Local volunteers support foster care, one room at a time

Volunteers from Libby Baptist Church work on updating the supervised visitation room used by Child and Family Services at Mcgrade school. Photo by Tracy McNew, The Montanian.


By Tracy McNew


Pastor Zane Officer from Libby Baptist Church along with his family and others from the church were busy on Friday the 13th making a difference for local foster kids.

The work group, including small children, spent the day working hard to improve a supervised visitation room used by Child and Family Services at the old Mcgrade school building in Libby.

Pastor Zane and other volunteers told The Montanian that they want to make the room more family-friendly, welcoming, and comfortable for kids in foster care and their families who use it for family visits. They’ve been working on a complete overhaul of the area for over a month, and they still planned to do more work with new furniture, toys and books before calling the project complete. The room functions as an important neutral area for families to safely interact with their children.

Aaron Scofield of Child Bridge, the organization helping Pastor Zane to coordinate his church’s volunteer work there, told The Montanian, “We greatly appreciate the work of pastor Zane and all of the churches there in the Libby area and their support for Child and Family Services and children in foster care.”

Libby Baptist Church is one of many in the area that work with Child Bridge to help Child and Family Services (CFS).  Many CFS workers have large caseloads and few resources, so the partnership with Child Bridge is needed and appreciated, he said. Child Bridge is a nonprofit whose mission is to “find and equip foster and adoptive families for Montana children who have been victims of abuse and neglect.”  The organization partners with churches including Libby Baptist Church and Libby Assembly of God, as well as other organizations with overlapping missions. They work closely with Court Appointed Special Advocates (CASA) volunteers who provide court-based individual advocacy for abused and neglected children, and they also work with the Headwaters Foundation who funds the new Zero to Five initiative in Lincoln County coordinated by Dorey Rowland. Together with CFS, the network of support for local foster and adoptive kids and families is very strong, but more resources are always helpful, especially volunteers.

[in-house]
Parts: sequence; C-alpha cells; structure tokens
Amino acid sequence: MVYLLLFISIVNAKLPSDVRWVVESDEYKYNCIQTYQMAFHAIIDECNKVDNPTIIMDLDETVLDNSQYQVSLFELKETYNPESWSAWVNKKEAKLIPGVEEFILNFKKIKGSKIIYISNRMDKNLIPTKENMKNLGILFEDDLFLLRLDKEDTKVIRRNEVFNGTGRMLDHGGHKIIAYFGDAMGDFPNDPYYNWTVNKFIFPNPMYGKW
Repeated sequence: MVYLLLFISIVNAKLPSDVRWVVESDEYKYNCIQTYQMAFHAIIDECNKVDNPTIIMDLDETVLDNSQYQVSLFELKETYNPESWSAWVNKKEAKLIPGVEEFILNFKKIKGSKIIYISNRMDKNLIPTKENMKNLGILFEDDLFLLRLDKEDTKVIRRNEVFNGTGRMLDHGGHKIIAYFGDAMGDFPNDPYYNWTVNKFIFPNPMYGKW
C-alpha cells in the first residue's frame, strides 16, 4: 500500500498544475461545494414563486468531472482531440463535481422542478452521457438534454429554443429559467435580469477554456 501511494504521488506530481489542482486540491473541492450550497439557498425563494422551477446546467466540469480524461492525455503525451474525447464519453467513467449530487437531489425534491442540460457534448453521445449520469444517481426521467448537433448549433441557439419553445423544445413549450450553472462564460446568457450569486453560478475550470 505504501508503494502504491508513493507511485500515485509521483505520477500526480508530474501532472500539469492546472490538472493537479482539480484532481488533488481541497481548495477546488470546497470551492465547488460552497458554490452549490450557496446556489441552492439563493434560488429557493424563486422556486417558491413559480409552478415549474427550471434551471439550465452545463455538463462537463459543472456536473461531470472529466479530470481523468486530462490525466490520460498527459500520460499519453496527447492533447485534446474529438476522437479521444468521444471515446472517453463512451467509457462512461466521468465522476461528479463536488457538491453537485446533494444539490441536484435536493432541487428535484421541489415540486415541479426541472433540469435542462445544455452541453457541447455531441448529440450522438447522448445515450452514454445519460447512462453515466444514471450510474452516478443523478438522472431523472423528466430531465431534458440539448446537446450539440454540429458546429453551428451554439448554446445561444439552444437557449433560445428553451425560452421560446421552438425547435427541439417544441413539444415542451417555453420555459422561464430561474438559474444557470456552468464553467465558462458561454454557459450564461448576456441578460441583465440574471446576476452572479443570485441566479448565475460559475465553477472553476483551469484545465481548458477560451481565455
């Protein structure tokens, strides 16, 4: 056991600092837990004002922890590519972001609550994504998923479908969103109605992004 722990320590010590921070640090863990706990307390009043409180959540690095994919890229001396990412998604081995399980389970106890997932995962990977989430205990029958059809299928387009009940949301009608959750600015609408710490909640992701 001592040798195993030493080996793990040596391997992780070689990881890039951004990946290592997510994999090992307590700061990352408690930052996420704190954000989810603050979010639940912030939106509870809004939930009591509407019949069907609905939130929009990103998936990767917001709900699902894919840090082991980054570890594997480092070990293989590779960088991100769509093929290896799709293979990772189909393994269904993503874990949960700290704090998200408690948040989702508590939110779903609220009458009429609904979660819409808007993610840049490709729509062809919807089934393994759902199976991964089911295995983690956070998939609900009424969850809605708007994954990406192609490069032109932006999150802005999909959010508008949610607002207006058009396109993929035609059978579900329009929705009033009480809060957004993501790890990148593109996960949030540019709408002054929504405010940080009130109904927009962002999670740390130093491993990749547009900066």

One of Child Bridge’s main focuses is on finding and equipping foster families. Scofield told The Montanian that they need, “families of all shapes and sizes who are ready and available to help.” They will even help walk interested  families through the steps to get licensed for foster care.

A resource group meets monthly in the Libby area for foster and adoptive families. Anyone interested in attending is encouraged to contact Child Bridge at (406) 837-2247 for more information.

Whitey Wilson new member of American Legion Post 97

By Moira Blazi


Donald E. Wilson, better known down at the Legion Bar as “Whitey” has been waiting 60 years to become an official member of The American Legion. “I always wanted to join, and I felt I should be able to,” Wilson told The Montanian.

Indeed, Gunners Mate Wilson, who served three tours of duty in the South China Sea’s straights of Formosa,  on the aircraft carrier USS Hornet, is truly a combat veteran.

Wilson served from July of 1956 to July 1959, a period of time notably absent from the list of eligibility dates on The American Legion Membership Application form, which correspond to WW1, WW2, the Korean and Vietnam wars, Desert Storm and  Iraqi Spring and also including all soldiers serving in all branches from Aug. 2, 1990 until the present time.

But, because Wilson served in the years between  the Korean and Vietnam conflicts, a period of time commonly referred to as the “Cold War.” When he returned home, he was disappointed to discover that he wasn’t eligible to become a member. Wilson came down anyway, to support and socialize, and he made many friends over the years. He volunteered with upkeep and yard work, often just doing it anonymously, showing his support and patriotism. “I really wanted to contribute, so I sometimes did some weed eating and other things, and just never told anyone,” Wilson recalled.

Wilson was not alone, and he never gave up. Recently, the American Legion began getting a little more aggressive with congress, and finally  just this past July 30, they passed a resolution allowing The American Legion to accept as members, anyone who served in the military from Dec. 7, 1941 to the present, Wilson explained.